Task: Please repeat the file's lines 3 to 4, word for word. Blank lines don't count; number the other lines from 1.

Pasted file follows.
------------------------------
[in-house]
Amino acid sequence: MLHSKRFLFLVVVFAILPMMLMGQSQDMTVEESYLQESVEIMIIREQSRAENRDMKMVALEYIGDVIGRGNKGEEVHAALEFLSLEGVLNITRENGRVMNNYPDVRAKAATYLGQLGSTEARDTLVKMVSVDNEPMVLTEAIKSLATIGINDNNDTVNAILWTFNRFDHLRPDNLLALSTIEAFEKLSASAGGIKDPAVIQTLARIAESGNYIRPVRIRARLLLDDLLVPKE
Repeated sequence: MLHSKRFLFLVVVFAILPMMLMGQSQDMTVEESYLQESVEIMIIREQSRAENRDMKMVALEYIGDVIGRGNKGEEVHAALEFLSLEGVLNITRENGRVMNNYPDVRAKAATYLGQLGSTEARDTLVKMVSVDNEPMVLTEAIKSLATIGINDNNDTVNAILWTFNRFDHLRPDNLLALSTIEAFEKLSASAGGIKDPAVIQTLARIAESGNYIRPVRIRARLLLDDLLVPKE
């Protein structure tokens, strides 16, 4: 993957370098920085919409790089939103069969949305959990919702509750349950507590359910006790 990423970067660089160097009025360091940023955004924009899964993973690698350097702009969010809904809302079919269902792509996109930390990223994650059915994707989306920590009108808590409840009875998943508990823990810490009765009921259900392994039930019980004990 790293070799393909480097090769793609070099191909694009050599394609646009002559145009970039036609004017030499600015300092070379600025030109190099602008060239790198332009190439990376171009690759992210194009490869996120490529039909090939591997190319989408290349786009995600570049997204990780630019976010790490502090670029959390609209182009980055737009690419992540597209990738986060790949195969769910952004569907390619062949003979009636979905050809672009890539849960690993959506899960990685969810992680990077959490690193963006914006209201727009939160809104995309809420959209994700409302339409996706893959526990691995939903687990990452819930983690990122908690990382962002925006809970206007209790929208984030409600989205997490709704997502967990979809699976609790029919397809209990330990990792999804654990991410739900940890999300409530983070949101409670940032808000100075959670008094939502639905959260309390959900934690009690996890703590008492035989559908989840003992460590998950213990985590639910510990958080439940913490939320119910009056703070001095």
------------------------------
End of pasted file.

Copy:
Repeated sequence: MLHSKRFLFLVVVFAILPMMLMGQSQDMTVEESYLQESVEIMIIREQSRAENRDMKMVALEYIGDVIGRGNKGEEVHAALEFLSLEGVLNITRENGRVMNNYPDVRAKAATYLGQLGSTEARDTLVKMVSVDNEPMVLTEAIKSLATIGINDNNDTVNAILWTFNRFDHLRPDNLLALSTIEAFEKLSASAGGIKDPAVIQTLARIAESGNYIRPVRIRARLLLDDLLVPKE
């Protein structure tokens, strides 16, 4: 993957370098920085919409790089939103069969949305959990919702509750349950507590359910006790 990423970067660089160097009025360091940023955004924009899964993973690698350097702009969010809904809302079919269902792509996109930390990223994650059915994707989306920590009108808590409840009875998943508990823990810490009765009921259900392994039930019980004990 790293070799393909480097090769793609070099191909694009050599394609646009002559145009970039036609004017030499600015300092070379600025030109190099602008060239790198332009190439990376171009690759992210194009490869996120490529039909090939591997190319989408290349786009995600570049997204990780630019976010790490502090670029959390609209182009980055737009690419992540597209990738986060790949195969769910952004569907390619062949003979009636979905050809672009890539849960690993959506899960990685969810992680990077959490690193963006914006209201727009939160809104995309809420959209994700409302339409996706893959526990691995939903687990990452819930983690990122908690990382962002925006809970206007209790929208984030409600989205997490709704997502967990979809699976609790029919397809209990330990990792999804654990991410739900940890999300409530983070949101409670940032808000100075959670008094939502639905959260309390959900934690009690996890703590008492035989559908989840003992460590998950213990985590639910510990958080439940913490939320119910009056703070001095």